12/12/2013

This is now: Belvoir’s Coranderrk

A man walks onto a blank stage, a possum-skin cloak wrapped around his slight body. His hair and beard frame his face. He speaks, first to the space, then to us. And with a simple gesture, a few chairs, and the drop of a screen, we are in a Victorian parliamentary enquiry from 130-odd years ago. Yet we’re in a small theatre in Surry Hills, watching an important (albeit unapologetically forgotten) piece of our nation’s indigenous history presented to us by indigenous actors; it is their own story as much as the people of the Coranderrk Aboriginal Reserve on the 1880s. Drawn from the official transcript of minutes from the enquiry, Coranderrk is more than just a re-enactment or a piece of verbatim theatre; it’s a story about people, about the land – their land, and about a collective dreaming, a connection that you cannot replace. It’s about belonging, about home. It’s a story that takes place in the 1880s while simultaneously occurring here, now; today.
Originally performed in 2011 by Melbourne-based indigenous theatre company ILBIJERRI, in a piece comprised entirely of official transcripts, it was presented in 2012 at the Sydney Opera House, before being presented with Belvoir in its current incarnation. What is alarming, though, is how similar many of the attitudes of the white European people depicted in the piece are to the current way of thinking; how little things have changed in a century and a half, in over two hundred years of white settlement in Australia. What Coranderrk gives us, is a glimpse into how it could be, how it should be.
“I can’t help but imagine,” director Isaac Drandic writes in the program, “what it would be like if the model of Coranderrk was adopted by the government of the day and the community allowed to continue in its efforts to become entirely self-sufficient. What would Aboriginal communities in Australia look like today if we built upon the successes of Coranderrk?”
Actor Tom Long, who was in the original Melbourne production in 2011, said how from the settler’s open discussion of the ‘solution’ to Coranderrk “you can see the start of the White Australia policy… There is no disguising what they want – the language is very clear.” Because the indigenous voices recorded in the inquest’s minutes are identical to the voices of the indigenous people today, the actors seem to be speaking not in character, but as themselves, calling for the same recognition, the same rights.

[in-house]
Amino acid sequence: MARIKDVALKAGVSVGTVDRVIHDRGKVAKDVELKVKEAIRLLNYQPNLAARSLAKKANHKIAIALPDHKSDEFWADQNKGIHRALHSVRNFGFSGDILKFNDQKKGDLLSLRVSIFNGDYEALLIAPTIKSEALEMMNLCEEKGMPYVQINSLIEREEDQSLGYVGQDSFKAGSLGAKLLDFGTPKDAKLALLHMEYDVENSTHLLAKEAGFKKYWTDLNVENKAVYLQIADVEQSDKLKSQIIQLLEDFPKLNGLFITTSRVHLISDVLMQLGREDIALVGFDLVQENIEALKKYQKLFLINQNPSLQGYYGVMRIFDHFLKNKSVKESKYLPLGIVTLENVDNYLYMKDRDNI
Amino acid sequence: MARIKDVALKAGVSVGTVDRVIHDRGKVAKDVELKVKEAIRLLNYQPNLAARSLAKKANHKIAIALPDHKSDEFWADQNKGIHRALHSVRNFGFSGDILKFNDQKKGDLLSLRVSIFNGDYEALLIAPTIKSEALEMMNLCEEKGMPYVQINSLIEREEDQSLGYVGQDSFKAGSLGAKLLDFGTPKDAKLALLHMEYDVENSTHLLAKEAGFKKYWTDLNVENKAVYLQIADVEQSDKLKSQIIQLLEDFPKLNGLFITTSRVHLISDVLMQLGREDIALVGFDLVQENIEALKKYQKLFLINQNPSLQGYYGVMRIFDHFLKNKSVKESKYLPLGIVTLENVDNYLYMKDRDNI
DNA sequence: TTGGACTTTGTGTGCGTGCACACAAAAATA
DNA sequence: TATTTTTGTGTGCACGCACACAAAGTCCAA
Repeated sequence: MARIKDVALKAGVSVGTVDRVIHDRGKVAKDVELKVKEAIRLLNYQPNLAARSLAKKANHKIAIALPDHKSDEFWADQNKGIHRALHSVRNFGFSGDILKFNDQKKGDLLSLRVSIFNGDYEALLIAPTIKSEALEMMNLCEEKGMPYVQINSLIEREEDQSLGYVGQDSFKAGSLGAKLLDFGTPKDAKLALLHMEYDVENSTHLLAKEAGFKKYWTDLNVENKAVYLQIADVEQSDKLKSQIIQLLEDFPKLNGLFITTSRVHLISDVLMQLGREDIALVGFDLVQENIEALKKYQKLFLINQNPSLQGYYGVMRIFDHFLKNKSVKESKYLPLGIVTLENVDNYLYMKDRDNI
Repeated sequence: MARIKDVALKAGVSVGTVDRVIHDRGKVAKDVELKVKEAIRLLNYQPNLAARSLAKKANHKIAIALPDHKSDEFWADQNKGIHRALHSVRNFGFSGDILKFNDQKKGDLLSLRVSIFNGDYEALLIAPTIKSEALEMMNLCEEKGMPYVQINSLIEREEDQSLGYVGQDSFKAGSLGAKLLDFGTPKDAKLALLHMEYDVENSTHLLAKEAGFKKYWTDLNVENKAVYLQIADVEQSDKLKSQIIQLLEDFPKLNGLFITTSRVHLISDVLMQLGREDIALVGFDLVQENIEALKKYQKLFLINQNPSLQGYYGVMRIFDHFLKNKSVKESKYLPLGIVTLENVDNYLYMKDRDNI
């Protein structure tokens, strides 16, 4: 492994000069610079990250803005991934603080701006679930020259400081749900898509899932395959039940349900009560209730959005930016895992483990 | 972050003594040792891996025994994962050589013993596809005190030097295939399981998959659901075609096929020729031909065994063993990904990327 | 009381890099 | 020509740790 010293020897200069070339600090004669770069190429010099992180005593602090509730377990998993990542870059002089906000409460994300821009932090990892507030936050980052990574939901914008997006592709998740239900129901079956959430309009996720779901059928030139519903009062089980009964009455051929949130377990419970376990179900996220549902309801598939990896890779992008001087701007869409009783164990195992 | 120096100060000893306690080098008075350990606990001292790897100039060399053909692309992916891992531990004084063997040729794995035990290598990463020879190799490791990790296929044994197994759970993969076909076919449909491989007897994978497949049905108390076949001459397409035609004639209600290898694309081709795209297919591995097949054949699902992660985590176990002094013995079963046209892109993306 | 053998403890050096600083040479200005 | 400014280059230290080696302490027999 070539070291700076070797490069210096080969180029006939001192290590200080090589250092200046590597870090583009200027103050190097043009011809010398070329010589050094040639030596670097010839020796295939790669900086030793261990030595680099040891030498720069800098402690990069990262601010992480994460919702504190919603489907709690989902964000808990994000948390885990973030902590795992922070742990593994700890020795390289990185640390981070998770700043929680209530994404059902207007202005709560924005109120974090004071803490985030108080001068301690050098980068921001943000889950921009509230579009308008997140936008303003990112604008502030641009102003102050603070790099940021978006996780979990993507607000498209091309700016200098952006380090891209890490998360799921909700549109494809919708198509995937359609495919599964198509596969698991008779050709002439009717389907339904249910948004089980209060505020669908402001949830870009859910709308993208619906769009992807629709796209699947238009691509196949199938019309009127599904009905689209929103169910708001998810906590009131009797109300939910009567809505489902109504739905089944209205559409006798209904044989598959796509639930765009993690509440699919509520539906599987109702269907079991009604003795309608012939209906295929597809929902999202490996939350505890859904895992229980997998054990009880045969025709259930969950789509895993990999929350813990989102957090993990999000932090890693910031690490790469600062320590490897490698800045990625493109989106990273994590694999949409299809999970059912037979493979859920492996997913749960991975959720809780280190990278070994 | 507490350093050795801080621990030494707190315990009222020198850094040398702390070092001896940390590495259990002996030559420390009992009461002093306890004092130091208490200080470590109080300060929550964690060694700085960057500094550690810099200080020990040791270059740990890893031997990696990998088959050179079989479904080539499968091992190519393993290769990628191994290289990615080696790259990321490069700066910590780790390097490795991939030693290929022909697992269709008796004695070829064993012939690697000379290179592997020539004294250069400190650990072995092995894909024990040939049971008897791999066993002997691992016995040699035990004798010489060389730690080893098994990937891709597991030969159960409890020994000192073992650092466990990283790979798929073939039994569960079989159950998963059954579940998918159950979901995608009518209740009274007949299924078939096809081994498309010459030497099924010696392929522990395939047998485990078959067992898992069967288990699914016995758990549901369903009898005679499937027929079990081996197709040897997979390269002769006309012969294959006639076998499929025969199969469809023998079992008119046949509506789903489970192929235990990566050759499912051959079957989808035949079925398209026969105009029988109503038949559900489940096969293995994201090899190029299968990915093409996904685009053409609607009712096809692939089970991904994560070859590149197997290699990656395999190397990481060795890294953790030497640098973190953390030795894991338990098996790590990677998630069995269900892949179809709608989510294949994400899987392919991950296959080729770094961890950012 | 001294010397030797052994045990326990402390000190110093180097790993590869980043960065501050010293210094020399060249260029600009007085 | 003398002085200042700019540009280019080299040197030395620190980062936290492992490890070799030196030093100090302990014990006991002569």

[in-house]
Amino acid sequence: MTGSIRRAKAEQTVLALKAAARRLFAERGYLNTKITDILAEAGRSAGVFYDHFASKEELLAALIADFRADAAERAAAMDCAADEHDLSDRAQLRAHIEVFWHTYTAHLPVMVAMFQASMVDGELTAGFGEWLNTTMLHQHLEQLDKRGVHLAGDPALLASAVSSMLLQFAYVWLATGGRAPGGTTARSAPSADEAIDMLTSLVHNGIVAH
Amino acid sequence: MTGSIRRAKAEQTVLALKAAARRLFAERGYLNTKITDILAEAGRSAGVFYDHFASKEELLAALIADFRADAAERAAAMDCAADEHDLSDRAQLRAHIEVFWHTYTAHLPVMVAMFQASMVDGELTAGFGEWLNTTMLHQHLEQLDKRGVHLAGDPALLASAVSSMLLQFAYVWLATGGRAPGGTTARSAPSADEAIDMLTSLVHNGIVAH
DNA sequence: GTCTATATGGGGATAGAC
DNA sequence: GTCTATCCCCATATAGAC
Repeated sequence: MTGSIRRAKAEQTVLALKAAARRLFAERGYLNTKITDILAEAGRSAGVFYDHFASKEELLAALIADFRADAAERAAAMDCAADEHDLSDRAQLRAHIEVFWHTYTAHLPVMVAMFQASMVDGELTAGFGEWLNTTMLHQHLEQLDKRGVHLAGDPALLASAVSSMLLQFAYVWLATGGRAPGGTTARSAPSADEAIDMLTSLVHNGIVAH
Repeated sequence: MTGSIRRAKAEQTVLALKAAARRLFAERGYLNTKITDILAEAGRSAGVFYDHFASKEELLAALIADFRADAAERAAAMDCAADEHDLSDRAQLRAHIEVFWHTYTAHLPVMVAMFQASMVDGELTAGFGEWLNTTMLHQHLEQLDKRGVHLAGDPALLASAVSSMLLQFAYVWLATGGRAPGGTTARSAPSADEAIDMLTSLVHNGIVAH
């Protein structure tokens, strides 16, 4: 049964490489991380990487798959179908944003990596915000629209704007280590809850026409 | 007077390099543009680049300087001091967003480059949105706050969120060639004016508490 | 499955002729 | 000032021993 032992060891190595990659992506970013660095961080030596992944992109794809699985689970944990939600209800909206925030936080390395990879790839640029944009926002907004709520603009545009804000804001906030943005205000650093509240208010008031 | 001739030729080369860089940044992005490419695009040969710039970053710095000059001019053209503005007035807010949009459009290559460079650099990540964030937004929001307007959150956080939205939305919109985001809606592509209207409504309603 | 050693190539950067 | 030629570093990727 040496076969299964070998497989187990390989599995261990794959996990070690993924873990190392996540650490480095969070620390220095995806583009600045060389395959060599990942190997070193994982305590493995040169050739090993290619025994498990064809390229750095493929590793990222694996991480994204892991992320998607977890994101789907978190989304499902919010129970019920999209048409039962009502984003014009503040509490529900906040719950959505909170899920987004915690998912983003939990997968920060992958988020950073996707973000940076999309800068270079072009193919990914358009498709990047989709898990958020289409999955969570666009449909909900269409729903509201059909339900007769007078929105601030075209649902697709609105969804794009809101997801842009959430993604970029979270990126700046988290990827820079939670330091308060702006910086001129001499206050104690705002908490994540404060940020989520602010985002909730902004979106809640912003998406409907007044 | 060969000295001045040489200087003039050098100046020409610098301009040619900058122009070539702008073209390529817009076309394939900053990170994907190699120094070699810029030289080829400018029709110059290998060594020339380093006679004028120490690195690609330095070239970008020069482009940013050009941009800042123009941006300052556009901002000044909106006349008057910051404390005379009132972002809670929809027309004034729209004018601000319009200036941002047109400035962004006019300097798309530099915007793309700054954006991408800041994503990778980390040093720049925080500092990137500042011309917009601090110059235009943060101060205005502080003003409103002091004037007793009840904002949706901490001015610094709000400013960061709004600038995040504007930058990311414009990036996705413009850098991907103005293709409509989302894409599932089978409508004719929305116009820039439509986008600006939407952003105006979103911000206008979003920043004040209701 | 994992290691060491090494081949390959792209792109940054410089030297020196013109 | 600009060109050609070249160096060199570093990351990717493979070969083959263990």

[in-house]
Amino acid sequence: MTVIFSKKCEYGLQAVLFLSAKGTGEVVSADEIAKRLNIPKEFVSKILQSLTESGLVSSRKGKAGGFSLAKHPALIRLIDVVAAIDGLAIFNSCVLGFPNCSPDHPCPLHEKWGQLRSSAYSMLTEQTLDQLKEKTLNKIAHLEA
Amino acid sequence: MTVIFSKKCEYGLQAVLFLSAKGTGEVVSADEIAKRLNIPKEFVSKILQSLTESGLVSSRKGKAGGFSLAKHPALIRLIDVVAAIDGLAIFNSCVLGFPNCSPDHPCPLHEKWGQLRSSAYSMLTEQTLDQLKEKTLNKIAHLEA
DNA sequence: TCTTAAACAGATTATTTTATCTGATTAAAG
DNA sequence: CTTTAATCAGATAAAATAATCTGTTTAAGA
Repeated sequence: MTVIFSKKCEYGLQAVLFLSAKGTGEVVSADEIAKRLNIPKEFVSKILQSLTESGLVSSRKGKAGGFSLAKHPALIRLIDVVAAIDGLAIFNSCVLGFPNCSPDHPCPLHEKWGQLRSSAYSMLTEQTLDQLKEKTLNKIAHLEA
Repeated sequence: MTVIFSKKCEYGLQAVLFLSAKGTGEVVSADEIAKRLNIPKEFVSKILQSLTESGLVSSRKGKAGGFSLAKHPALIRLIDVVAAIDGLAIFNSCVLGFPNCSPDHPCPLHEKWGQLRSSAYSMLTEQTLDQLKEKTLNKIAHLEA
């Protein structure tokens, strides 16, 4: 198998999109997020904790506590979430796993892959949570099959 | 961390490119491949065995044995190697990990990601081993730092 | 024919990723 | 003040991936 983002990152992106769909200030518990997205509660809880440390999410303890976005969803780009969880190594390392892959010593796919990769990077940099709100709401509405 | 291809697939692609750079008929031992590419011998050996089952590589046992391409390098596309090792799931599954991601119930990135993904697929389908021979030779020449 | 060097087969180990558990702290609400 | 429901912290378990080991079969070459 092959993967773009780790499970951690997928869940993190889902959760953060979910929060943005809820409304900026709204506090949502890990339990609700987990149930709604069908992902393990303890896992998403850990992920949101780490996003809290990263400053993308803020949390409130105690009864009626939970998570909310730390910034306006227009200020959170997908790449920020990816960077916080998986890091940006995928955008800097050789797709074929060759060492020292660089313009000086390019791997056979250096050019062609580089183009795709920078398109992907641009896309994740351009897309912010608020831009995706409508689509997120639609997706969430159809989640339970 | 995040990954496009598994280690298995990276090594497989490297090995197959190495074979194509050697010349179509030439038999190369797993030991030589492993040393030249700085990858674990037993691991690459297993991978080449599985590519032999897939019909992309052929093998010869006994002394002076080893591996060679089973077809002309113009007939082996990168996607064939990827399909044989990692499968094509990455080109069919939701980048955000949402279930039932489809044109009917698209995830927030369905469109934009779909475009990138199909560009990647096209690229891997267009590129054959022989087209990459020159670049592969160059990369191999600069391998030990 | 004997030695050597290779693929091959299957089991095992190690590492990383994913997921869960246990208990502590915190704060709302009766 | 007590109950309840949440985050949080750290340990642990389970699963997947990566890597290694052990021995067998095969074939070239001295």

There’s an immediacy and a simplicity to Drandic’s staging, enunciated beautifully through the help of Ruby Langton-Batty and Ralph Myers’ set and costumes. It is honest, open, raw, emotional; poignant; true. Like many of the indigenous stories Belvoir has produced in the past few years, there is a strong spirit in Coranderrk, both in connection to the land and its people, as well as to fight and make a stand. And to sit in a crowded darkened theatre and witness it, is a truly humbling experience. It reminds me once again how important place is to Indigenous culture, how powerful words and communities united can be; how resilient and strong their culture is.
The cast are all tremendous – their honesty and willingness to put themselves in the production, between the lines and amongst the ‘characters’, is as brave as it is effective. Led by Jack Charles, the indigenous cast navigate the twenty-odd persons depicted in the production (both black and white) with ease, and a deftness that is beguiling. They switch identities quickly and efficiently as required, yet nothing is lost nor does it ever get confusing as to who they are portraying. Towards the end, after the names of all those on Coranderrk who support the motion for their independence are read out, the actors all step forward with their names; the fight was not ‘then’, nor is it exclusively ‘now’; it is not over, nor will it ever be. The story is as much a part of them as their own personal history. And it reminds me how powerful words are as instigators of change.
“You can take away my country,” Jack Charles says, about halfway through, “but you cannot take away my dreaming.”


Theatre playlist: 39. Listen To The News, Ernie Dingo

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